October 21, 2011
I have a Jewish daughter in 12th grade, which means one thing: college applications. The fact that she is applying is a given; my husband and I have followed the long-standing Jewish tradition of brainwashing our children into believing that college is nothing more than grades 13 though 16. But what is a little shocking is that hours of searching Web sites like Collegeprowler.com, reading the tome Fiske Guide to Colleges and meeting with college counselors has arrived when it seems like just yesterday I was picking stale Cheerios out of her car seat.
Something else is surprising as well. At no time during our many discussions about many different schools has the question arisen of whether any given college on her wish list is particularly, well, Jewish.
I think this would be strange regardless of where she attended high school, but it is particularly odd because she is happily attending New Community Jewish High School. Her college counselor asked her during her junior year whether attending a college with a large Jewish student body was important to her, and she replied, “Not really.”
Now that the ticking of the biological clock has been replaced by the ticking of the Daughter Leaving for College Clock, the question of whether the college she ultimately chooses has a decent-size Jewish population and/or some center for Jewish involvement on campus has become more significant, at least to me.
I believe, rightly or wrongly, that sending a Jewish kid to a school with a bunch of other Jewish kids will make the awkward new-friend-making process easier. I picture my daughter employing her highly honed Jewdar, approaching another Jewish girl and saying sweetly, “Hi, I’m from Los Angeles, and I don’t know a soul at this school.” To which the other girl (who will ultimately be her backpack-through-Europe companion, her study partner and her maid of honor at her wedding) will respond, “I’m a Jewish girl from Westchester County, N.Y. Let me introduce you to a bunch of other menschie Jewish kids from my dorm and we can hang out, and then we can all call our mothers.”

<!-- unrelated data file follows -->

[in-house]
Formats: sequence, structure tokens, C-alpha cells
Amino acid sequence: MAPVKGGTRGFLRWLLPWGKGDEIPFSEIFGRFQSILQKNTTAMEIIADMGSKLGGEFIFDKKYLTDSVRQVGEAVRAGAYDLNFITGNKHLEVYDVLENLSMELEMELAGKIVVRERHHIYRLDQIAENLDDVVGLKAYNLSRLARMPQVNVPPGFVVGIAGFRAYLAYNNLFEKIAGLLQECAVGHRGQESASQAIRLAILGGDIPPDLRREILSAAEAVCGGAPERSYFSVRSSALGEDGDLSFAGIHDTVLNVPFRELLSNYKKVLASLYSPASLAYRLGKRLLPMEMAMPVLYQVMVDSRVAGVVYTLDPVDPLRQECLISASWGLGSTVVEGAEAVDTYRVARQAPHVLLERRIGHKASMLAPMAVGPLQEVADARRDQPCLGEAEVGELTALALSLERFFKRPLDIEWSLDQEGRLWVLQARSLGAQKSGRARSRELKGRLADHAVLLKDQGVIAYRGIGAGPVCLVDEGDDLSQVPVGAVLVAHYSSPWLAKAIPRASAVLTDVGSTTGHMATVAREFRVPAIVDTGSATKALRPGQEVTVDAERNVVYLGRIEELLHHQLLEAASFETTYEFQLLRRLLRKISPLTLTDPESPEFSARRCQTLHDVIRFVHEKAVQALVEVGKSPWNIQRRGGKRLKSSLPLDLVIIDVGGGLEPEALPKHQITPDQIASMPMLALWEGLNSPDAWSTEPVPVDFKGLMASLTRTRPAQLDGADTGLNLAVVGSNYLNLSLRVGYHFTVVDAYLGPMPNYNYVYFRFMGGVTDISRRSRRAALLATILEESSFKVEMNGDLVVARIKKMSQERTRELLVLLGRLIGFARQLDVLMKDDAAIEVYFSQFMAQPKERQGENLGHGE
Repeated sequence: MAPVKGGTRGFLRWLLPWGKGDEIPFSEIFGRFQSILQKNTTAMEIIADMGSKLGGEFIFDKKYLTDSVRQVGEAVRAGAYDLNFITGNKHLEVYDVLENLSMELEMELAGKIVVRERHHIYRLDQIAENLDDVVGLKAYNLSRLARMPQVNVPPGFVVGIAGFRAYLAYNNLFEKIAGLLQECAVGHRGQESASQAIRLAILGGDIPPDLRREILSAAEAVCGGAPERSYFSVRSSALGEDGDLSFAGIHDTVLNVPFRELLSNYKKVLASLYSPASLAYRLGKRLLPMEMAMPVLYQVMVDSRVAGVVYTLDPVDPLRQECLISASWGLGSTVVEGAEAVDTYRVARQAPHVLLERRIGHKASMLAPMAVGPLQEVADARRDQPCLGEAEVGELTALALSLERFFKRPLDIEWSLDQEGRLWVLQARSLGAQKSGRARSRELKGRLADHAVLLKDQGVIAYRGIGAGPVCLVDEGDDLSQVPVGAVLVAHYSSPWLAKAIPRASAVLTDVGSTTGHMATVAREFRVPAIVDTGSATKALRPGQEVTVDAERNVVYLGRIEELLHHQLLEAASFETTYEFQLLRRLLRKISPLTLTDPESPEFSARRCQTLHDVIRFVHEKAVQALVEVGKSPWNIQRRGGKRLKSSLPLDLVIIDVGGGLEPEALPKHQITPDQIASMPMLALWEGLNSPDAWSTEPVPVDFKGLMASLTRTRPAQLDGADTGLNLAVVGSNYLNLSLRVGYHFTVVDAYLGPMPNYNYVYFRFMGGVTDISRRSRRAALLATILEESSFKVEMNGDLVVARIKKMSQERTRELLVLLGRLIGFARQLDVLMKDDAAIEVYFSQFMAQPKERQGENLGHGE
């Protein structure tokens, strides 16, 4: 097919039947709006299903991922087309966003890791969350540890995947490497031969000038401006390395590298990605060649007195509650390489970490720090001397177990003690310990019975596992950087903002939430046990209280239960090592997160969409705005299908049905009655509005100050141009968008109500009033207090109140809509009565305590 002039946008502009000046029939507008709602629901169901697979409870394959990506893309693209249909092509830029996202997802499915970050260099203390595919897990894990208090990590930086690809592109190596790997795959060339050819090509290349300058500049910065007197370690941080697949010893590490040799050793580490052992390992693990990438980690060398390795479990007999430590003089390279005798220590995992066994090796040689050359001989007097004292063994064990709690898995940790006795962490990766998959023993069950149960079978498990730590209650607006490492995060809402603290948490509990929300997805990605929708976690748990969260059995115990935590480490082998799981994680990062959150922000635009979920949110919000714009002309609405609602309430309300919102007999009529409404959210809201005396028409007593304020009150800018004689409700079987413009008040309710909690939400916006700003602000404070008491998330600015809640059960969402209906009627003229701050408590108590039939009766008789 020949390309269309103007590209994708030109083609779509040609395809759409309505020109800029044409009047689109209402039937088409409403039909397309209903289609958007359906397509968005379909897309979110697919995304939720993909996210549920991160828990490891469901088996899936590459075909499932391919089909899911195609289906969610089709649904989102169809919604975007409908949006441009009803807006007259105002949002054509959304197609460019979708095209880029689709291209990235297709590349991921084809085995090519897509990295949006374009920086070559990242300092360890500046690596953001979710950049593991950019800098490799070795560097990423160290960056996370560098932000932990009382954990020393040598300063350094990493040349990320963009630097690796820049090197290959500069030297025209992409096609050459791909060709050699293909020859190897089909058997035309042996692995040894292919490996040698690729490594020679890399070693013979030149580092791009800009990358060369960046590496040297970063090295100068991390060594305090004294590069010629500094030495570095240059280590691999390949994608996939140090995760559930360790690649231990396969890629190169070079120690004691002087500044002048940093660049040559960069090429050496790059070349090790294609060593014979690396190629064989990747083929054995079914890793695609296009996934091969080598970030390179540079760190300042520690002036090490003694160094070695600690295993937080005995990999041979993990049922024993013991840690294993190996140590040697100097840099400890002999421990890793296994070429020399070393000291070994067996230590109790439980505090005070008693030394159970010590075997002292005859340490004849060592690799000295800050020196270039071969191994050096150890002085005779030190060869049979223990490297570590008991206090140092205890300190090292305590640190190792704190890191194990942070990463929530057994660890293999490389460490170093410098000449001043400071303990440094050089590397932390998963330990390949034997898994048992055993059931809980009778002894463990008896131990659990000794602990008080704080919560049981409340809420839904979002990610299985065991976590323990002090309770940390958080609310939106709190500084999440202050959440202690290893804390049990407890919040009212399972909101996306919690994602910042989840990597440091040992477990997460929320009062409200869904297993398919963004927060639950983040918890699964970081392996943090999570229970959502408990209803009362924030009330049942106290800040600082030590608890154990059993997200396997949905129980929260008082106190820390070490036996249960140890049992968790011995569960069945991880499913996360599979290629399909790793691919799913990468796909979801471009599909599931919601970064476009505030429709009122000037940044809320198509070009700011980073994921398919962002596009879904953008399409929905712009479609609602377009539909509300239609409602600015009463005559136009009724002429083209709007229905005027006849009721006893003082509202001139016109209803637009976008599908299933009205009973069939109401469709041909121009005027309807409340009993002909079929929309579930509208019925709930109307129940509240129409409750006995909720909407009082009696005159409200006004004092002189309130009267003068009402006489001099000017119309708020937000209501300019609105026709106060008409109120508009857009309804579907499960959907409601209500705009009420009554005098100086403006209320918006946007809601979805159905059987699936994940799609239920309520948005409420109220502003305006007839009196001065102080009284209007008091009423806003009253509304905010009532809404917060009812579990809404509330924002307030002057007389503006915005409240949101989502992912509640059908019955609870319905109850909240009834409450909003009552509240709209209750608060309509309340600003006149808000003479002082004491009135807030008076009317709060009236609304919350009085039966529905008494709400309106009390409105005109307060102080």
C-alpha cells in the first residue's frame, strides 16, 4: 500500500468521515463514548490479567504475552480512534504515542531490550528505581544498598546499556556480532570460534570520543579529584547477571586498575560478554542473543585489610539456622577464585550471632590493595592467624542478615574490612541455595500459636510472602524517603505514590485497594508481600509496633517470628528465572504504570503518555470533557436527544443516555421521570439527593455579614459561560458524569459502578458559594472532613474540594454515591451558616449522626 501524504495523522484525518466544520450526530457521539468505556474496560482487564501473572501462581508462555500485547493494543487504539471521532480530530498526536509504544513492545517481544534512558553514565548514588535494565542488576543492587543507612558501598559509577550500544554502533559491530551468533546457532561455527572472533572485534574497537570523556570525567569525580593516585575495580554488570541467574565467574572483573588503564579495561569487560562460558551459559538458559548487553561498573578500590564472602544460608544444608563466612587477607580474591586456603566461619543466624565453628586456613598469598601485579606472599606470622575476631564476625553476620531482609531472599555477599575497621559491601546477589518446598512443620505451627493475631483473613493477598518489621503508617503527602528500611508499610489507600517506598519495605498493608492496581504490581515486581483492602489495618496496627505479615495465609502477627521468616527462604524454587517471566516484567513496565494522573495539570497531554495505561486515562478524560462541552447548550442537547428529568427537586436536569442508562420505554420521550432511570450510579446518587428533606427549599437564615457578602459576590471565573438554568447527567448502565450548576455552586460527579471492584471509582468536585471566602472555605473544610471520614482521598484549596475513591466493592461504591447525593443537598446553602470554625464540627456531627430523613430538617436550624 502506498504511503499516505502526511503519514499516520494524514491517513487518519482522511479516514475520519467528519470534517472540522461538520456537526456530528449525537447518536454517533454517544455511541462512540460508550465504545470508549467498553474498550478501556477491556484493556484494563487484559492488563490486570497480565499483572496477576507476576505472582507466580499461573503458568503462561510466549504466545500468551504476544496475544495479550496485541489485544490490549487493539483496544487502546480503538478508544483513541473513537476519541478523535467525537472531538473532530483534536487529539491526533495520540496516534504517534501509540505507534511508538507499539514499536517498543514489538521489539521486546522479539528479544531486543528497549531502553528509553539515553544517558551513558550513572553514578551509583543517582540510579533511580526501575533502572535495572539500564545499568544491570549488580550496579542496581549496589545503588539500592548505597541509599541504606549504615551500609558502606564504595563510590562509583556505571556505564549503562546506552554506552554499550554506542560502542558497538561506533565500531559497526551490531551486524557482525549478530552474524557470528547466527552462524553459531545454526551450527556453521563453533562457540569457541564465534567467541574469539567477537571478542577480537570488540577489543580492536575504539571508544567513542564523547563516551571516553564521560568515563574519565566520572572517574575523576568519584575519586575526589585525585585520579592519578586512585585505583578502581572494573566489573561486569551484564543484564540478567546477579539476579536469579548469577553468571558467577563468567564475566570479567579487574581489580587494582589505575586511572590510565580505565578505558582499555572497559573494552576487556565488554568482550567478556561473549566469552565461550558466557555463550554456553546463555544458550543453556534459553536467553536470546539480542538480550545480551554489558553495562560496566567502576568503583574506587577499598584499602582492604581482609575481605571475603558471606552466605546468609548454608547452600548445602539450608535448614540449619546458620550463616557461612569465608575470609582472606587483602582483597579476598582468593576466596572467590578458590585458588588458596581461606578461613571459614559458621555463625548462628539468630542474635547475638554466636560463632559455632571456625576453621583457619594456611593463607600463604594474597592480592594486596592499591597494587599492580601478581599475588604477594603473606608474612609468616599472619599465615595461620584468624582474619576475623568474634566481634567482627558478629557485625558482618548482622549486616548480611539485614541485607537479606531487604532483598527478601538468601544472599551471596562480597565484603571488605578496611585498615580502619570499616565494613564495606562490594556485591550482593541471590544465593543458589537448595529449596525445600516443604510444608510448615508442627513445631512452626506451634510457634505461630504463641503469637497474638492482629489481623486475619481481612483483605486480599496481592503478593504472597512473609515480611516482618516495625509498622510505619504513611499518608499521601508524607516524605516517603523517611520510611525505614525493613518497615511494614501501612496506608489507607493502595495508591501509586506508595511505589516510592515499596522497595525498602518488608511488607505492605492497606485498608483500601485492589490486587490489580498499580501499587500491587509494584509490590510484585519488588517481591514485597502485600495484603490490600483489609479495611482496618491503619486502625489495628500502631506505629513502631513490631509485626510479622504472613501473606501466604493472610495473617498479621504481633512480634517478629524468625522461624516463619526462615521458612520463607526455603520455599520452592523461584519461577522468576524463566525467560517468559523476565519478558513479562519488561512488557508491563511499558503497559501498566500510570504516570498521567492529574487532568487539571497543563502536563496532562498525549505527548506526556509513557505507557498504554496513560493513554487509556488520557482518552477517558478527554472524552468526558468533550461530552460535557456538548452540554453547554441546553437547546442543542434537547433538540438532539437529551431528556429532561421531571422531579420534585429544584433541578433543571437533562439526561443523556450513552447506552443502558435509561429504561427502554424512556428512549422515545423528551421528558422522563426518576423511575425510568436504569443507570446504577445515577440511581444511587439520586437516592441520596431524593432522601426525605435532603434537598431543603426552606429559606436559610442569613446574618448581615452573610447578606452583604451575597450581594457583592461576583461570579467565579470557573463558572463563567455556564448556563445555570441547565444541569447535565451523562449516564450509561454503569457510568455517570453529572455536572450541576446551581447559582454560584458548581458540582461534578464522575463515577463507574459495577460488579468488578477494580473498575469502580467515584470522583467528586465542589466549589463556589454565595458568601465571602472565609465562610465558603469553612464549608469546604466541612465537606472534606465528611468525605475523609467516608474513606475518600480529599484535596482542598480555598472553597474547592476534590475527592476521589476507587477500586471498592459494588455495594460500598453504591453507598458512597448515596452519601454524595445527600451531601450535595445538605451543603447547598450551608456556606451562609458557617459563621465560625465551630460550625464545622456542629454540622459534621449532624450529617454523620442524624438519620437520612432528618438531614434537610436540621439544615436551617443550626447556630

I’m far from the first parent to think that sending her kid to a college with a decent-size Jewish population might be a good idea. Last week, I received my quarterly Reform Judaism magazine and it had a section called “Insider’s Guide to College Life.” Inside was a carefully tabulated list of 60 private and public universities ranked in order of their overall Jewish student populations in terms of absolute numbers and student body percentages.
In addition to the statistical breakdown of Jewish student bodies, the magazine contained several general articles about choosing a college. An article titled “Getting In: What the Experts Say” had a Q-and-A with admissions experts. One of the questions, which I suspect was “written” by a fictionalized student reader of Reform Judaism magazine, was: What is the secret to finding the right school for me? And how can I determine if the student body and faculty will be welcoming to me as a Jew, in general?